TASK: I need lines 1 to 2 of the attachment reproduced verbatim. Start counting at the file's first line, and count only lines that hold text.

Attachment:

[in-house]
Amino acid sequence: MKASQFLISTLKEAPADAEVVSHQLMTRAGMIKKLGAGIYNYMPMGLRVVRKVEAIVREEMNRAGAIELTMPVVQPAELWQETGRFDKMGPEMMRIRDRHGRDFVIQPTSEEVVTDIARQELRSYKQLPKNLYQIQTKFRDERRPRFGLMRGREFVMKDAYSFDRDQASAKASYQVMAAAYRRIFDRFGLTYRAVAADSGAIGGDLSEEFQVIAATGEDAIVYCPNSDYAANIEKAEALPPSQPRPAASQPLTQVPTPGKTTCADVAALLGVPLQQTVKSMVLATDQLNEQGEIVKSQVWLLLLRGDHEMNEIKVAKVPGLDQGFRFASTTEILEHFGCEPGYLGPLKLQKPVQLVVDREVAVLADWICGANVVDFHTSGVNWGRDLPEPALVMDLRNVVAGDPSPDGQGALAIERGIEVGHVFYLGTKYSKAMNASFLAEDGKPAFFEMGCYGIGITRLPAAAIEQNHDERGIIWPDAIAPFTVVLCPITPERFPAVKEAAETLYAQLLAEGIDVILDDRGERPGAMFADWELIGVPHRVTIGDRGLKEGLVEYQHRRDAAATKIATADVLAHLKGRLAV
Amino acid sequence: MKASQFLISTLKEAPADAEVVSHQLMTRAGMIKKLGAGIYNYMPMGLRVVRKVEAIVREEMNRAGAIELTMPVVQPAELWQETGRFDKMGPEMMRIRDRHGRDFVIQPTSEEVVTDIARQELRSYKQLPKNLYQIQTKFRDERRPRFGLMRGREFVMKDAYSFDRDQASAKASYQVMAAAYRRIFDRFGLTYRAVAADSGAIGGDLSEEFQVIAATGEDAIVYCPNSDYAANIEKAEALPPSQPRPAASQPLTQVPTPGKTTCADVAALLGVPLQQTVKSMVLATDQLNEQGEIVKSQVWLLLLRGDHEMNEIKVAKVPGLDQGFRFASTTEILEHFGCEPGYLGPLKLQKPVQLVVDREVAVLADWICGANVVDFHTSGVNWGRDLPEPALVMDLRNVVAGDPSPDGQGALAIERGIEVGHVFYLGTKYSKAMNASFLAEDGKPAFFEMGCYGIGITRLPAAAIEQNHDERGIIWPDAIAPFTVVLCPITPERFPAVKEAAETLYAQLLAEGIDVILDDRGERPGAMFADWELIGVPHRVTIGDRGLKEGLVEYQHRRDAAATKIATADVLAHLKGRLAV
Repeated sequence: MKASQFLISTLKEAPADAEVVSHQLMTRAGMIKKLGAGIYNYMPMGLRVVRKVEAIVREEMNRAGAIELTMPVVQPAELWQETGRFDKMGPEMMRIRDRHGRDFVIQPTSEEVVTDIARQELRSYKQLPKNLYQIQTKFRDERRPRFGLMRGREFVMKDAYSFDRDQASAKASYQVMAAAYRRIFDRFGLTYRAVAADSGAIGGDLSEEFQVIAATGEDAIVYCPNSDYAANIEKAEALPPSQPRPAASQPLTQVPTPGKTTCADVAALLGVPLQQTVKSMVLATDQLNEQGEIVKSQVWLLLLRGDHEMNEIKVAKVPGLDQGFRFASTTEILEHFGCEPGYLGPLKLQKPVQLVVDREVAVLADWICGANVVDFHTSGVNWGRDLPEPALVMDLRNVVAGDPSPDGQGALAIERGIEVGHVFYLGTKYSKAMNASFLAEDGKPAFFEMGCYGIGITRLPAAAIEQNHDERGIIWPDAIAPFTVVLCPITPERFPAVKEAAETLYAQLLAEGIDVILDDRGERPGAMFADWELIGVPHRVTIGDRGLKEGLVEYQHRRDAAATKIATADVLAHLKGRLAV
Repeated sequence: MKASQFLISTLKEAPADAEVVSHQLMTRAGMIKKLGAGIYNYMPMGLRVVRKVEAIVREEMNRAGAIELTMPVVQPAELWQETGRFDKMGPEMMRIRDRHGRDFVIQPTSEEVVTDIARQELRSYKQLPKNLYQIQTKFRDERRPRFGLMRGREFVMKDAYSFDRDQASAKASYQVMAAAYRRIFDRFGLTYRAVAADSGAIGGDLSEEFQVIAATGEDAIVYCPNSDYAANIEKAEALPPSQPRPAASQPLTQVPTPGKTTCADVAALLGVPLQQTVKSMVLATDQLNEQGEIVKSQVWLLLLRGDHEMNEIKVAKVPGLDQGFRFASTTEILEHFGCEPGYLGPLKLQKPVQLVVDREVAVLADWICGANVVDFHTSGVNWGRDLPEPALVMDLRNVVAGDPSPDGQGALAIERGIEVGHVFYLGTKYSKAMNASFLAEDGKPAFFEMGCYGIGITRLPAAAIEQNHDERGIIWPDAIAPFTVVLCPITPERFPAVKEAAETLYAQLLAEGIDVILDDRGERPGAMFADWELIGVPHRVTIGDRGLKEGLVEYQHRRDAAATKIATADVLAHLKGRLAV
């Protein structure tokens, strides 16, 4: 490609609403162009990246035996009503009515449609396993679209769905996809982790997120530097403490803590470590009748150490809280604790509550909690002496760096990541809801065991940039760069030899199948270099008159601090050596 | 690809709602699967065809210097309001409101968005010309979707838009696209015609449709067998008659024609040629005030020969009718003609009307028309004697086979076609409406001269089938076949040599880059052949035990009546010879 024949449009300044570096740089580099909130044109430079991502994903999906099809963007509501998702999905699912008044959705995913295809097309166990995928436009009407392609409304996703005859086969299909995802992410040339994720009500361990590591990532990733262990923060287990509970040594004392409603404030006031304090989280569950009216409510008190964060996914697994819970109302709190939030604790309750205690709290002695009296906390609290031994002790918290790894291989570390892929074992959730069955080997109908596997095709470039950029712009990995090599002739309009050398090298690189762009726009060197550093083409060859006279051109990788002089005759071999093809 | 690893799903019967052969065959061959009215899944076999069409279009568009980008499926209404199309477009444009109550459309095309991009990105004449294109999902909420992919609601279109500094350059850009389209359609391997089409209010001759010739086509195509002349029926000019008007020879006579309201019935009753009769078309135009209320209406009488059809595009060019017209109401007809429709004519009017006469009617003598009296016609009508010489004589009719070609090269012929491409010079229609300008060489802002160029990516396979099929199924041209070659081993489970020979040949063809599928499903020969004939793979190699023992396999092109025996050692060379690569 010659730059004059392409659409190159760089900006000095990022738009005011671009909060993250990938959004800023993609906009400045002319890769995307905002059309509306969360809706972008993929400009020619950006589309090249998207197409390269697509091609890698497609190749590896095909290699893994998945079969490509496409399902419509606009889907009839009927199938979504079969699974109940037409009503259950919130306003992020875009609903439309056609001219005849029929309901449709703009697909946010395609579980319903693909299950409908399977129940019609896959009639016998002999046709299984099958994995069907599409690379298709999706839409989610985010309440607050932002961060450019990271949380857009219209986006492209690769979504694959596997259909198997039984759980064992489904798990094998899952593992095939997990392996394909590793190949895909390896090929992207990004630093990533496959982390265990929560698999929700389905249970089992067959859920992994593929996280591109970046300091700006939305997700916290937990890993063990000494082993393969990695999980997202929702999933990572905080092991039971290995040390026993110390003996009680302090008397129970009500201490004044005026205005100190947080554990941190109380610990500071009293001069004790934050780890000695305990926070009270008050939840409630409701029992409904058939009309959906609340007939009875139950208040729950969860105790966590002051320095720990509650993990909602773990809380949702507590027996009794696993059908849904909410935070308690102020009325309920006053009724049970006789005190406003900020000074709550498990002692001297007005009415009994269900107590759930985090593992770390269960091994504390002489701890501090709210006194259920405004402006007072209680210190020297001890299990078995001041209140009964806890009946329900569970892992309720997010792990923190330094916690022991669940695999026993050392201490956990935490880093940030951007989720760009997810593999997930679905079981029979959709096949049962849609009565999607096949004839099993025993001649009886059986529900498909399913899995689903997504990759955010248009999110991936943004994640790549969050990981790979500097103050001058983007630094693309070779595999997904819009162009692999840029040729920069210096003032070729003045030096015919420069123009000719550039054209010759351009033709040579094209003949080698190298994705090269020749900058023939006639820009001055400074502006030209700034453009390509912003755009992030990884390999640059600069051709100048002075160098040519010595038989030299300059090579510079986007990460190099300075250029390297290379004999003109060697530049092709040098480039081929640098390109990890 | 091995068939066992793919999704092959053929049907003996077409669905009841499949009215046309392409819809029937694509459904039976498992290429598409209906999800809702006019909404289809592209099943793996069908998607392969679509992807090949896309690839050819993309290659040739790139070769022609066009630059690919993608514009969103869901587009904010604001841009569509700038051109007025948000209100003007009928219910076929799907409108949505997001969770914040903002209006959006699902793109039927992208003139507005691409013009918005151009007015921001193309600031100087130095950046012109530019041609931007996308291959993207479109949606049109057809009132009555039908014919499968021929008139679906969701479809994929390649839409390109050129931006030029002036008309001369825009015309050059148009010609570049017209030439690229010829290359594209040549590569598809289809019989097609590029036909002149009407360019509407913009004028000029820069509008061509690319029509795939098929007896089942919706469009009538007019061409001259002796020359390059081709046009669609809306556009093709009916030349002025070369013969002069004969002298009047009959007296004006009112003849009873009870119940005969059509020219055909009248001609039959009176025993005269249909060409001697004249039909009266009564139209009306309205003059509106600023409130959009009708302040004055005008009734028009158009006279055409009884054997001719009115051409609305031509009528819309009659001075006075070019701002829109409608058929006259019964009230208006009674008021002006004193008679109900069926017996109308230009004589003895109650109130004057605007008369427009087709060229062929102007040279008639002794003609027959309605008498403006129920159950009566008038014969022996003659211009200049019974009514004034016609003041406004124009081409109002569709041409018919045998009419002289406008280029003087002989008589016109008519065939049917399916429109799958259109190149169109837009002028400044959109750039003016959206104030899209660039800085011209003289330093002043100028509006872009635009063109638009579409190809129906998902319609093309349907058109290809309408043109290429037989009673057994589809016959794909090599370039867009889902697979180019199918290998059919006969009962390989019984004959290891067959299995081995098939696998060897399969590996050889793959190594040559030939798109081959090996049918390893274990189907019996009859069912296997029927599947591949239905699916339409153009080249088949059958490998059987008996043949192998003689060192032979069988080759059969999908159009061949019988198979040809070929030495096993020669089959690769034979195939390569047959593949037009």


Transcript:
[in-house]
Amino acid sequence: MKASQFLISTLKEAPADAEVVSHQLMTRAGMIKKLGAGIYNYMPMGLRVVRKVEAIVREEMNRAGAIELTMPVVQPAELWQETGRFDKMGPEMMRIRDRHGRDFVIQPTSEEVVTDIARQELRSYKQLPKNLYQIQTKFRDERRPRFGLMRGREFVMKDAYSFDRDQASAKASYQVMAAAYRRIFDRFGLTYRAVAADSGAIGGDLSEEFQVIAATGEDAIVYCPNSDYAANIEKAEALPPSQPRPAASQPLTQVPTPGKTTCADVAALLGVPLQQTVKSMVLATDQLNEQGEIVKSQVWLLLLRGDHEMNEIKVAKVPGLDQGFRFASTTEILEHFGCEPGYLGPLKLQKPVQLVVDREVAVLADWICGANVVDFHTSGVNWGRDLPEPALVMDLRNVVAGDPSPDGQGALAIERGIEVGHVFYLGTKYSKAMNASFLAEDGKPAFFEMGCYGIGITRLPAAAIEQNHDERGIIWPDAIAPFTVVLCPITPERFPAVKEAAETLYAQLLAEGIDVILDDRGERPGAMFADWELIGVPHRVTIGDRGLKEGLVEYQHRRDAAATKIATADVLAHLKGRLAV